Monday, June 14, 2010

Gulf Oil and Spokane, continued

May 25, 2010

Increasing security from sheriffs, and new appearance of dead animals

By Paul K. Haeder as told by Marc Gauthier

On Sunday, Marc had seen the damage – a dead sea turtle, probably a leatherback; a dead gannet; and a porpoise. He was with another filmmaker-activist from Anacortes Island and a bird biologist from Louisiana State University.

Back out on the ocean, Marc was filing away another day’s worth of filmmaking and developing the next set of strategies to capture the true cost of America’s oil addiction and our corporate-government duopoly of incompetence and environmental injustice.

Marc’s not finding a huge John Muir or Sea Shepherd ethos herewith the common folk, but he is talking with more than just compliant and resigned folk. The husband of that three-child family from earlier in the weekend gave Marc insight into all the grand yammering about building this or that barrier island to sponge up the oil.

“He’s a dredger, and while he wasn’t on camera, he did tell me that you can’t build a barrier island with mud and muck.” That boondoggle of a proposed 7-mile long artificial barrier island is impossible in any short timeframe. Sand has to be shipped and piped in.

The actual material to build the island – vital sand — is over 8 miles away. It takes a regatta of special dredging and hauling vessels. Marc’s sources tell him it would take six months to build a man-made island this size, under any number of ideal situations.

The conditions now have changed: oil is everywhere; and the marshes around places like Elmer Island are being inundated with toxic oil and the more toxic dispersant. “They are now just focusing on the narrow gaps … protecting small sections at a time,” Marc said.

Now the beaches are off limits, as of Sunday, per the Parrish Sheriff’s orders, and the cops are now serious about protecting BP’s image. It’s spin control, when scientists from Florida, all over, really, are saying spin has to stop and science has to begin. Now.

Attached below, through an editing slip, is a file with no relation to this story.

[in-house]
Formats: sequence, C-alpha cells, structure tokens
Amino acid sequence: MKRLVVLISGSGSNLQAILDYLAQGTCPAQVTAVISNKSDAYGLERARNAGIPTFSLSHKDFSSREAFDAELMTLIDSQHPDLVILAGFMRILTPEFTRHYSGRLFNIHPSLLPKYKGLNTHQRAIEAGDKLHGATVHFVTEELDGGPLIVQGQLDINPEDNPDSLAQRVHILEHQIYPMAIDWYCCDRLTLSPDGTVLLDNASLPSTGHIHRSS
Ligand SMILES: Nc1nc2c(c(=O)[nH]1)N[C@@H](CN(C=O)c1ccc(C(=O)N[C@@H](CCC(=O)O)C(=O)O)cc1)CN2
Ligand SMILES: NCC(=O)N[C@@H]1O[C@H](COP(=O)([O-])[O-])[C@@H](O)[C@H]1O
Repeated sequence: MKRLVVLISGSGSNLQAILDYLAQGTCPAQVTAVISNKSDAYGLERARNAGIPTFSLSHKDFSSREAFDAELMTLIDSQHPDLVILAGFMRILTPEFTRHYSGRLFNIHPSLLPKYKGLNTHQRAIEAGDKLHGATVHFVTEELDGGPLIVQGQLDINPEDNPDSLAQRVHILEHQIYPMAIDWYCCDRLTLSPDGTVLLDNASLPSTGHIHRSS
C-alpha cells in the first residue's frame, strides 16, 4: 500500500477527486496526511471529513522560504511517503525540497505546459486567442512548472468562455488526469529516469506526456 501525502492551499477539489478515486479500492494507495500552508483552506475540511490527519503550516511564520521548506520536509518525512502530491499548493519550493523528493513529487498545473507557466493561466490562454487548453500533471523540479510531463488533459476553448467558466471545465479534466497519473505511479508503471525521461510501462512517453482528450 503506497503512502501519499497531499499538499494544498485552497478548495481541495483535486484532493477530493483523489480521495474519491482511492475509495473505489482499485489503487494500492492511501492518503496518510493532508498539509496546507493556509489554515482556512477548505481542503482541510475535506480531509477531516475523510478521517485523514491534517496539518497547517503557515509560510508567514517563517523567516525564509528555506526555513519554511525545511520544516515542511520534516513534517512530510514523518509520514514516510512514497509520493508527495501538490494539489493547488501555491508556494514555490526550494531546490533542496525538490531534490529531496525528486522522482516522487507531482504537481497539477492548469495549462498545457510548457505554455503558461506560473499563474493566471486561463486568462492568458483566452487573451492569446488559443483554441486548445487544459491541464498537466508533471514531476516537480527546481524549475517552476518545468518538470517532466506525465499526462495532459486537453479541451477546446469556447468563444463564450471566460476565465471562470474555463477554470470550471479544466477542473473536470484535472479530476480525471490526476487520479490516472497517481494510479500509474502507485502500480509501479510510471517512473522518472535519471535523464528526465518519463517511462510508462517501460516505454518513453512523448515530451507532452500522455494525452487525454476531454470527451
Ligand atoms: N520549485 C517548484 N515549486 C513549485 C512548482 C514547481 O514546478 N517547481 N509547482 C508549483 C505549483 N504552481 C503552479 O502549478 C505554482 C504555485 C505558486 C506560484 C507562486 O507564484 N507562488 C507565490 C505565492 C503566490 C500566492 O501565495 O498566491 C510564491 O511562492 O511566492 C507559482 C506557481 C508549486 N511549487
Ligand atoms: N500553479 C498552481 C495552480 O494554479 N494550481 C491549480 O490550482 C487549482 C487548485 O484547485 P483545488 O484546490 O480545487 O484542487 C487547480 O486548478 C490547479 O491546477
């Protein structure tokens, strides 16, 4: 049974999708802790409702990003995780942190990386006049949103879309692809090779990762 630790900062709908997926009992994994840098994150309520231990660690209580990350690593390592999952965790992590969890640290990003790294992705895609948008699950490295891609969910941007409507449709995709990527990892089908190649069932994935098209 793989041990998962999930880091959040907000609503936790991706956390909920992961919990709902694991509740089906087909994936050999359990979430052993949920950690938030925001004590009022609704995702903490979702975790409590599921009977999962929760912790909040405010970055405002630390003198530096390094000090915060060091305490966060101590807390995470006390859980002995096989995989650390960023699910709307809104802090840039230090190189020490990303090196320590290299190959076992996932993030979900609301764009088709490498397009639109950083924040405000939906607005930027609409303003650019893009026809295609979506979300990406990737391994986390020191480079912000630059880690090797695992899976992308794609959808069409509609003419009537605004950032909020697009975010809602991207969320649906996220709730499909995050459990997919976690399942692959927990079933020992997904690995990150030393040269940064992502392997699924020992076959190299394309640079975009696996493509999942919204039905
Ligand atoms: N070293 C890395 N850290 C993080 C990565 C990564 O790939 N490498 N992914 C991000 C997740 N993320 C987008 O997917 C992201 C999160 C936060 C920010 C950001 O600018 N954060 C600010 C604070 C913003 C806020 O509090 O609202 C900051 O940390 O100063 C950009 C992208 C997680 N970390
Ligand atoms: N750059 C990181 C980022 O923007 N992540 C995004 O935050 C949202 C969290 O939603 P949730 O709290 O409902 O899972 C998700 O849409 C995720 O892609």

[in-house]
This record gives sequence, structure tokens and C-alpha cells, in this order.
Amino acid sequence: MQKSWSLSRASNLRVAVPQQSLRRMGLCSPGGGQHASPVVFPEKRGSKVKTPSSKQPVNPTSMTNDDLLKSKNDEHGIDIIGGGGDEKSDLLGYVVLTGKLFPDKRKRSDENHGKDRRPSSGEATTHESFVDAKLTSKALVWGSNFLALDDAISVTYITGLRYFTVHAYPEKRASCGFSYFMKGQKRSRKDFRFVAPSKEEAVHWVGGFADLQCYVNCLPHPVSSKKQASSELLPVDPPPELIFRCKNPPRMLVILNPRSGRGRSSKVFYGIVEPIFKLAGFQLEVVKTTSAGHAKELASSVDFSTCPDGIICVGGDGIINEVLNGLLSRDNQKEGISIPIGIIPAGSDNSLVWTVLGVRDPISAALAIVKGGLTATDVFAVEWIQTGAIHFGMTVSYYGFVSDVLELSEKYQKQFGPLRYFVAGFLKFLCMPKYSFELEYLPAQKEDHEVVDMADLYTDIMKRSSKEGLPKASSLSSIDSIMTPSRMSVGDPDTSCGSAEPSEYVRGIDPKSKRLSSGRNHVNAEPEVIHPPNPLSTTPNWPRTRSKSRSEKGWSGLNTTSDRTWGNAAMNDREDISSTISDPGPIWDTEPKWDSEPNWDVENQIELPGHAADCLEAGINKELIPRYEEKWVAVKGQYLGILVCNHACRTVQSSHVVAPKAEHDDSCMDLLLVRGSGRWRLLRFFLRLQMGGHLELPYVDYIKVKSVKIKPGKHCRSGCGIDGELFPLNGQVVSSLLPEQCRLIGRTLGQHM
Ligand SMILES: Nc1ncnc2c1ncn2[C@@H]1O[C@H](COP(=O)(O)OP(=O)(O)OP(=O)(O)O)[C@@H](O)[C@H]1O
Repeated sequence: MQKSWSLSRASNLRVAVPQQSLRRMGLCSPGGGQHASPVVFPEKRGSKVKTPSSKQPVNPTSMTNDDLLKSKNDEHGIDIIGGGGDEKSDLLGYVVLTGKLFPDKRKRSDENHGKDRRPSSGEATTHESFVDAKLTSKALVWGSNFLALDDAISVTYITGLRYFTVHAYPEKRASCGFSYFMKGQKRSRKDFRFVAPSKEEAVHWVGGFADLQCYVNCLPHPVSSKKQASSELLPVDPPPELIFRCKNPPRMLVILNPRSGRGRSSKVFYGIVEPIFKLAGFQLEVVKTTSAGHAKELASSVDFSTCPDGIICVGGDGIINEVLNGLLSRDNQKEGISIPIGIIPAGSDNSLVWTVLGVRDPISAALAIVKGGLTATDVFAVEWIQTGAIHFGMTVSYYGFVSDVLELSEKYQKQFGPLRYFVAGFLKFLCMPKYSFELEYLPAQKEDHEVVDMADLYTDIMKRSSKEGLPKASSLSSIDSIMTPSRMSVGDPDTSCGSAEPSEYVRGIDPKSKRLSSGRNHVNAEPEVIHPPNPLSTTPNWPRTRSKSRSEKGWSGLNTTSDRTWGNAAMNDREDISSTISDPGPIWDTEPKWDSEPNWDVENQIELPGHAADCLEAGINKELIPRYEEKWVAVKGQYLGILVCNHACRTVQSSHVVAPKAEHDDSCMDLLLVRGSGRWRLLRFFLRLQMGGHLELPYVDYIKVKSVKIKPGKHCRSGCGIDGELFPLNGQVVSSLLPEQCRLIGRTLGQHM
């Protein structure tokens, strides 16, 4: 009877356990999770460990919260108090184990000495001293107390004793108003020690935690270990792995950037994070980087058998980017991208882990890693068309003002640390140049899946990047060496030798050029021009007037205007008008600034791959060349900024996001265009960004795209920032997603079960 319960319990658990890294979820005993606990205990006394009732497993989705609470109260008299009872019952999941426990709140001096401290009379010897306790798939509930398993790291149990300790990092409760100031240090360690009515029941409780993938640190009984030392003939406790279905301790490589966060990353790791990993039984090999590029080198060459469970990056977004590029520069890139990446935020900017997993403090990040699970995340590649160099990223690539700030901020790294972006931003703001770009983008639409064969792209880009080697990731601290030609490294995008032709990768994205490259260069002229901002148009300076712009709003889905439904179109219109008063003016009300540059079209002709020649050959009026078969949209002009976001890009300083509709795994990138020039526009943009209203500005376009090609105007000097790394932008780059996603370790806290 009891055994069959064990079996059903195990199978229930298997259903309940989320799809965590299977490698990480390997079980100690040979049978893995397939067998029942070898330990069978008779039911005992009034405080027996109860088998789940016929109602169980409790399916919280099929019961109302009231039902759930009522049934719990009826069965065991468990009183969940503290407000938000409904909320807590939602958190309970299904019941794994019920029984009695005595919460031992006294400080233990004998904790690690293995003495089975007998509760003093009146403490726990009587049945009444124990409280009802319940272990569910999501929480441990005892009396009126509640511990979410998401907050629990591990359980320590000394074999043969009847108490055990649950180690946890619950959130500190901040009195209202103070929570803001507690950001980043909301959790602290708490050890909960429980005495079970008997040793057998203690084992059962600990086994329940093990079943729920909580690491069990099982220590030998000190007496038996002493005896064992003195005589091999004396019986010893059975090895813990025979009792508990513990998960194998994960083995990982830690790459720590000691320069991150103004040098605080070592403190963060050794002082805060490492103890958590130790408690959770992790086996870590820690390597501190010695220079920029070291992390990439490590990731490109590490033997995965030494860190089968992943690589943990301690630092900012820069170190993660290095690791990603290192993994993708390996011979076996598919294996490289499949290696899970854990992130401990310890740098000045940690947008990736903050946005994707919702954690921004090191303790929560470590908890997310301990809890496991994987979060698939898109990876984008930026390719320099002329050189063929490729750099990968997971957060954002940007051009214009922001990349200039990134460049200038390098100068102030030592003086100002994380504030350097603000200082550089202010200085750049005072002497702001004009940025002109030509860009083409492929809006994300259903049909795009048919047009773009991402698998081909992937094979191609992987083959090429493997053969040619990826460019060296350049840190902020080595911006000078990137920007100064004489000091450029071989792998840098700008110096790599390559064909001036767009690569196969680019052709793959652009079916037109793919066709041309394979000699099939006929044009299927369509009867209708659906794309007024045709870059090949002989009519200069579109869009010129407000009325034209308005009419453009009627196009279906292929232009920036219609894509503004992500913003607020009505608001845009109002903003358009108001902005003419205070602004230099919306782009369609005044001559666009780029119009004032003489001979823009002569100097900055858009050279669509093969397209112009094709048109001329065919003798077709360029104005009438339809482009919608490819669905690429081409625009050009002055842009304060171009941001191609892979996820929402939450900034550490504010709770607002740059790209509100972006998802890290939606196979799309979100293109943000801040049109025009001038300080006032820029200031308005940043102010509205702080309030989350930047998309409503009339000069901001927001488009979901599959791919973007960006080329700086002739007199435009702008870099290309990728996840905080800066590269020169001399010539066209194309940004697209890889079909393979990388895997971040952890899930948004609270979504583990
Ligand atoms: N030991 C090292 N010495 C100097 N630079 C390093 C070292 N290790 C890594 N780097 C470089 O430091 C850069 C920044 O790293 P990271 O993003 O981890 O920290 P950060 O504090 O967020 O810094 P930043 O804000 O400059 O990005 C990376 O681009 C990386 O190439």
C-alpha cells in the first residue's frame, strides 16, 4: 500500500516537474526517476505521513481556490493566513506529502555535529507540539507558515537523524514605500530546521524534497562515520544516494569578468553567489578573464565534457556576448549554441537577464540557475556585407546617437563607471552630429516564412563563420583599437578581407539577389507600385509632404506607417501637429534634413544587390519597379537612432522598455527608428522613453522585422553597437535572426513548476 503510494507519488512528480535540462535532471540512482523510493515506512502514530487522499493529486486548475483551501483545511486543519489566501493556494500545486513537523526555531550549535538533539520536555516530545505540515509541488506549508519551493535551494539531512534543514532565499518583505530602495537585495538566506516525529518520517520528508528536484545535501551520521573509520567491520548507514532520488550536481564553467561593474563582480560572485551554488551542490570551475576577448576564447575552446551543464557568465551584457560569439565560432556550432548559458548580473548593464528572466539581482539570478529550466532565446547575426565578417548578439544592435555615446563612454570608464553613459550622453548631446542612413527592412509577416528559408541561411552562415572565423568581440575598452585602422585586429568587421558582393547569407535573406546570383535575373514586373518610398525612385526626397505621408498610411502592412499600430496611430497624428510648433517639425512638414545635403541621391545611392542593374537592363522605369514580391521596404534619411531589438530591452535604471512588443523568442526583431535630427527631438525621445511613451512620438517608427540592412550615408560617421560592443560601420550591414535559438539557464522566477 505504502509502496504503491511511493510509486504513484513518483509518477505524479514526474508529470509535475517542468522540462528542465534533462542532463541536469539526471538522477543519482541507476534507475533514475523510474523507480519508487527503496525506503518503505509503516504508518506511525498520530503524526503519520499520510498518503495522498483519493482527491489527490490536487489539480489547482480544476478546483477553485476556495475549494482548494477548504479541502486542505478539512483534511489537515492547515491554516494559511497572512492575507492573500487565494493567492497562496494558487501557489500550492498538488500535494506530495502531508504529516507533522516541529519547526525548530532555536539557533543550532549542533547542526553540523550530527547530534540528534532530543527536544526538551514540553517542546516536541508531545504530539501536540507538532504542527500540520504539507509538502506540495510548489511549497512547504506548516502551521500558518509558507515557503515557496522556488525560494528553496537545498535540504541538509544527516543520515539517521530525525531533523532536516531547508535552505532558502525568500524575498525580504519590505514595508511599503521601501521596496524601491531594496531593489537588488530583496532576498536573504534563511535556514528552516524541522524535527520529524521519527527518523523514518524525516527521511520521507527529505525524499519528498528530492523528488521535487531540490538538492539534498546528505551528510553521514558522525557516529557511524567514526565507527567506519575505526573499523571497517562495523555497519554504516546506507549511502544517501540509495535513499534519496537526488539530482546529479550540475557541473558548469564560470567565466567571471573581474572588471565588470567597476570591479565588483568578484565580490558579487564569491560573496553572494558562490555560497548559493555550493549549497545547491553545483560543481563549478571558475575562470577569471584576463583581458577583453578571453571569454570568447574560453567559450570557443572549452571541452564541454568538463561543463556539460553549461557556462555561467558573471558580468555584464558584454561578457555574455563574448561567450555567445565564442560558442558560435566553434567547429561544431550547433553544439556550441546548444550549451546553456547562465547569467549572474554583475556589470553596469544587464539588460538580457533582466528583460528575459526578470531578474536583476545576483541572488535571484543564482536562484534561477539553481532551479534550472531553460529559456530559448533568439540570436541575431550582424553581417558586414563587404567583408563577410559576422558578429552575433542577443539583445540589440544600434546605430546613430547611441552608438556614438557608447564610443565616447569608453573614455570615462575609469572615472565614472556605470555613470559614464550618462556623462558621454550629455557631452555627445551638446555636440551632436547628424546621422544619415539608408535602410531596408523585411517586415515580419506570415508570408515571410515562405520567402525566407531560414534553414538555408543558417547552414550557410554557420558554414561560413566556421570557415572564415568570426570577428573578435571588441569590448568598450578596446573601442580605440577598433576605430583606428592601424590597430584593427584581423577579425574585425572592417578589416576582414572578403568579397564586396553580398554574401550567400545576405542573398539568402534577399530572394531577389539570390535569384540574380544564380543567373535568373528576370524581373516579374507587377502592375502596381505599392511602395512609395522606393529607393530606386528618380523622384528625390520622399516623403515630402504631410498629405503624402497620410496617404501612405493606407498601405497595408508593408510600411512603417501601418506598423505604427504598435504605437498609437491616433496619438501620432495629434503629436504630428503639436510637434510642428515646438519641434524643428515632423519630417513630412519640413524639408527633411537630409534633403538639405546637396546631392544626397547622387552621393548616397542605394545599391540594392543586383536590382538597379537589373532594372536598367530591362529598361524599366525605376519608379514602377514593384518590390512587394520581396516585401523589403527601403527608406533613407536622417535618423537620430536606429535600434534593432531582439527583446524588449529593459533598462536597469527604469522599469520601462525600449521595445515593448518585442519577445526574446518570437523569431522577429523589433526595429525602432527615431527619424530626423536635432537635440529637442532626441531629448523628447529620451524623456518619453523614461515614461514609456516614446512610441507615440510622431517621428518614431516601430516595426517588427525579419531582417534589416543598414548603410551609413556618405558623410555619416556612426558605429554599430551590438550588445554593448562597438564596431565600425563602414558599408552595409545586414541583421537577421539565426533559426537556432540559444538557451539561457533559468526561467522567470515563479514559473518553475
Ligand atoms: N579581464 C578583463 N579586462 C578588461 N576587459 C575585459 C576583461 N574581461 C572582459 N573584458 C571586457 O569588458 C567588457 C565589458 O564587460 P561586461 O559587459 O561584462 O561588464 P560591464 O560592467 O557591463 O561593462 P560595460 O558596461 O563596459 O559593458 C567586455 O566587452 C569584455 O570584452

Who’s talking about the noxious-nauseous effects of all that off-gassing? Who’s actually down there recording the lives of people directly affected by the oil nightmare?
Marc Gauthier and scant few others.

People continue telling the guy from Spokane their stories, and the history of the Gulf – their home — and what it was and what it is now becoming: a toxic slurry. The oil’s bad, real bad. Yet Marc’s got an even more bitter taste in his mouth from all the government inaction, the British Petroleum image control, the lies in the media, the national debates (bickering) about who really pays the price of oil spill incompetence.

While people suffer and untold amounts of future pain are now being set up to be released for decades to come, we’re still listening to retrogrades on Fox News who keep saying the thing is just an “oil spill … nothing big … a drop in the bucket … just a small shot to the foot of the ocean.”

We need to thank Marc for not just begging to differ from that Limbaugh-Beck narrative, but for leaving Spokane in the first place, for sticking it out as he enters into his second week on the Gulf. We need to thank him for practicing the trade of documentarian and activist, with no holds barred in the journalistic pugilistic ring. We need to thank him for each and every intersection he has gained with the culture and people down there.

Every day of Marc’s Gulf dispatches becomes our story.

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